Imagine having computer memory so dense that a cubic centimeter contains 12.8 million gigabytes (GB) of information.
Imagine an iPod playing music for 100 millennia without repeating a single song or a USB thumb-drive with room for 32.6 million full-length DVD movies.
Now imagine if this could be achieved by combining a computing principle that was popular in the 1960s, a glass of water and wire three-billionths of a meter wide. Science fiction? Not exactly.
Ferroelectric materials possess spontaneous and reversible electric dipole moments. Until recently, it was a technological challenge to stabilize ferroelectricity on the nano-scale. This was because the traditional process of screening the charges was not completely effective. However Dr. Jonathan Spanier from Drexel University and his research colleagues and the University of Pennsylvania have proposed a new and slightly unusual mechanism stabilizing the ferroelectricity in nano-scaled materials:surrounding the charged material with fragments of water.
Until recently, it was difficult to miniaturize ferroelectric materials because of problems with screening.
All ferroelectric materials, even Spanier's wires that are 100,000 times finer than a human hair, need to be screened to ensure their dipole moments remain stable. Traditionally this was accomplished using metallic electrodes, but Spanier and his team found that molecules such as hydroxyl(OH) ions, which make up water, and organic molecules, such as carboxyl (COOH), work even better than metal electrodes at stabilizing ferroelectricity in nano-scaled materials, proving that sometimes water and electricity do mix.
"It is astonishing to see that molecules enable a wire having a diameter equivalent to fewer than ten atoms to act as a stable and switchable dipole memory element," said Spanier, an assistant professor of materials science and engineering at Drexel.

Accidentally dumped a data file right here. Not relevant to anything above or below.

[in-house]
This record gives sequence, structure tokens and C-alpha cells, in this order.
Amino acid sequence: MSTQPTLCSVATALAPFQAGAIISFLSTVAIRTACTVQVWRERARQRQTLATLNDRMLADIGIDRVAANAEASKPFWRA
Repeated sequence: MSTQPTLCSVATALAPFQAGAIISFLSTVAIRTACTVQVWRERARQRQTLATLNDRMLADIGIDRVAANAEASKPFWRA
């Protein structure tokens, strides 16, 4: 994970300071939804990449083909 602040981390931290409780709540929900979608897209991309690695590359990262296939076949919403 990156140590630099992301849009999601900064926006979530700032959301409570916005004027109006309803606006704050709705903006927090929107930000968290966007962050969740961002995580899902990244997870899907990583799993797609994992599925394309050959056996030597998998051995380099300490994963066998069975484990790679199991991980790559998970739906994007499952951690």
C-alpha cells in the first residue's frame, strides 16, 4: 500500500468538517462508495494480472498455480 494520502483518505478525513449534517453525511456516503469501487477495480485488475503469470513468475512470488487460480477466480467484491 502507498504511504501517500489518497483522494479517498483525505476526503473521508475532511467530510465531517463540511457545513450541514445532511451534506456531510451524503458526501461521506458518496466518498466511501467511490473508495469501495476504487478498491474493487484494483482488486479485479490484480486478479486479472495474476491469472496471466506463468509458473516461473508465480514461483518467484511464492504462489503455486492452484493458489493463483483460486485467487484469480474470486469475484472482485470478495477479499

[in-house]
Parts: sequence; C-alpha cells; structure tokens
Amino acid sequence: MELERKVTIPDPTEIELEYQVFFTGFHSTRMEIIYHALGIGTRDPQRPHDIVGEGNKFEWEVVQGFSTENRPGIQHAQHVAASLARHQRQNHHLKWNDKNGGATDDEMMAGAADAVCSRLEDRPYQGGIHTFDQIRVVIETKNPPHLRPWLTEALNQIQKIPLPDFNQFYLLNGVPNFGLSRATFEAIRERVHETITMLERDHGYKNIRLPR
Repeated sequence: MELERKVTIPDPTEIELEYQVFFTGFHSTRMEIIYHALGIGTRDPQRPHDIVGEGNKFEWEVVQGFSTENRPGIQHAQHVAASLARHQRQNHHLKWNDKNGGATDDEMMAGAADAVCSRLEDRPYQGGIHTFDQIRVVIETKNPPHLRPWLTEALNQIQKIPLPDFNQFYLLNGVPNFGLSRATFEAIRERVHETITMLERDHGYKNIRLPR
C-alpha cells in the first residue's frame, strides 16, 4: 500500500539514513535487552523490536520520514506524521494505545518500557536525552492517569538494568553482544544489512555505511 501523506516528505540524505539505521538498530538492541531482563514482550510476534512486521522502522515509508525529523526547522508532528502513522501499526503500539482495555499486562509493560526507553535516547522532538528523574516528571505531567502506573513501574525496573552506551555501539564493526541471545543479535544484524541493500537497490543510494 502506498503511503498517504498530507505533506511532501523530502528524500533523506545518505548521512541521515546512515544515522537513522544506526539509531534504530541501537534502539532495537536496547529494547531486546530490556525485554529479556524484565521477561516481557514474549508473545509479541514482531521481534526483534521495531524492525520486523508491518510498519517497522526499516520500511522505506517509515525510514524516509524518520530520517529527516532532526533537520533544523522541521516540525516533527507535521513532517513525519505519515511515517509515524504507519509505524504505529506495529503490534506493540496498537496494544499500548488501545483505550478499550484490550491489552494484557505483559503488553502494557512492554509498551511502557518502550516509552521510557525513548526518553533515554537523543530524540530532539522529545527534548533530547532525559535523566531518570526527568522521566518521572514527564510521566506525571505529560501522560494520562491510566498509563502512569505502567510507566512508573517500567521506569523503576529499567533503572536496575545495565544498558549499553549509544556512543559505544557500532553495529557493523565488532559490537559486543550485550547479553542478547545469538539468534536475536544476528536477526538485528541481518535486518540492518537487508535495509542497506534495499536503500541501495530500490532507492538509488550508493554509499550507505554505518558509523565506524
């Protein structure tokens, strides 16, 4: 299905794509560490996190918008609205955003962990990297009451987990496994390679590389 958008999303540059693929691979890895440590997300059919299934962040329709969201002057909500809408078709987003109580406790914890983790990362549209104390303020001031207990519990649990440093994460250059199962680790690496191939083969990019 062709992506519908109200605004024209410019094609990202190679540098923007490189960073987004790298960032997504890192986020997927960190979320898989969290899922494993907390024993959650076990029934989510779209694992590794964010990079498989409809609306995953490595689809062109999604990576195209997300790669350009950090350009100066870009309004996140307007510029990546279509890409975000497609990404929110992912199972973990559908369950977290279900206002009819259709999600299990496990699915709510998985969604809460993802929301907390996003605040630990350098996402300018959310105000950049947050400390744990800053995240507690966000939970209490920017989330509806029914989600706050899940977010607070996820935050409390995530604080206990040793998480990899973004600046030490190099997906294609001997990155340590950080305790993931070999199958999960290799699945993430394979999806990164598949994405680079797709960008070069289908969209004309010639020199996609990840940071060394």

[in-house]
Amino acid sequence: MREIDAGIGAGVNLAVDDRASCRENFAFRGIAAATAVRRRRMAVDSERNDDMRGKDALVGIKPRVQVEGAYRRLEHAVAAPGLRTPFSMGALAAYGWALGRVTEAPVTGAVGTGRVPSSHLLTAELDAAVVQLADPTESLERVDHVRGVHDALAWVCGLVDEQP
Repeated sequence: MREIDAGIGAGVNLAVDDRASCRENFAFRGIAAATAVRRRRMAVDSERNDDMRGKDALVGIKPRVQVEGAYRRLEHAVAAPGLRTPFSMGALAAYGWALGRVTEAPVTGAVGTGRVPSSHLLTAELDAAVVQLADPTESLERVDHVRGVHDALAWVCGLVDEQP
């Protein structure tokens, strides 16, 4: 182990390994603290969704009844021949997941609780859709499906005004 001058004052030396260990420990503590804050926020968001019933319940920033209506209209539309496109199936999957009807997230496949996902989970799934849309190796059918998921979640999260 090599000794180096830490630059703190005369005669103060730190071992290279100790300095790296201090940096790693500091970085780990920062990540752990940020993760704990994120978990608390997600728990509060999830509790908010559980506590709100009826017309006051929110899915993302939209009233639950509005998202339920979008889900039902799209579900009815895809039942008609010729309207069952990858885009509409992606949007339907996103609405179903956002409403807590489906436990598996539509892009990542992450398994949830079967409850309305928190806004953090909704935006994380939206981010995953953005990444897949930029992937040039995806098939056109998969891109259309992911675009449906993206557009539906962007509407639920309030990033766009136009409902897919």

If commercialized, ferroelectric memory of this sort could find its way into home computers, rendering traditional hard-drives obsolete. The extreme capacity offered by such a device could easily put a room full of hard-drives and servers into a jacket pocket, but this idea can be applied to other computer components, such as ferroelectric RAM.
RAM is necessary in a computer because it stores information for programs that are currently running. As this news release was written, RAM stored the words in a file. Because RAM can transfer files faster than a hard-drive, it is used to handle running programs. However most RAM is volatile, and if the computer loses power all the information in RAM is lost. This is not the case with ferroelectric memory.
Ferroelectric memory is non-volatile, so it is entirely possible for files to be stored permanently in a computer's RAM. Applying nano-wires and the new stabilization method to existing ferroelectric RAM would deal a double blow to hard-drives in size and speed.
Spanier and his colleagues, Alexie Kolpak and Andrew Rappe offrom the University of Pennsylvania and Hongkun Park of Harvard University, are excited about their findings, but say significant challenges lie ahead, including the need to develop ways to assemble the nanowires densely, and to develop a scheme to efficiently write information to and read information from the nanowires. In the interim, Spanier and his colleagues will continue to investigate the role of molecules on ferroelectricity in nanowires and to develop nano-scaled devices that exploit this new-found mechanism.
Support for the research at Drexel is from the Army Research Office and at Harvard and at Penn from the National Science Foundation, the Packard Foundation, the Dreyfus Foundation, the Office of Naval Research, and the Center for Piezoelectric Design.
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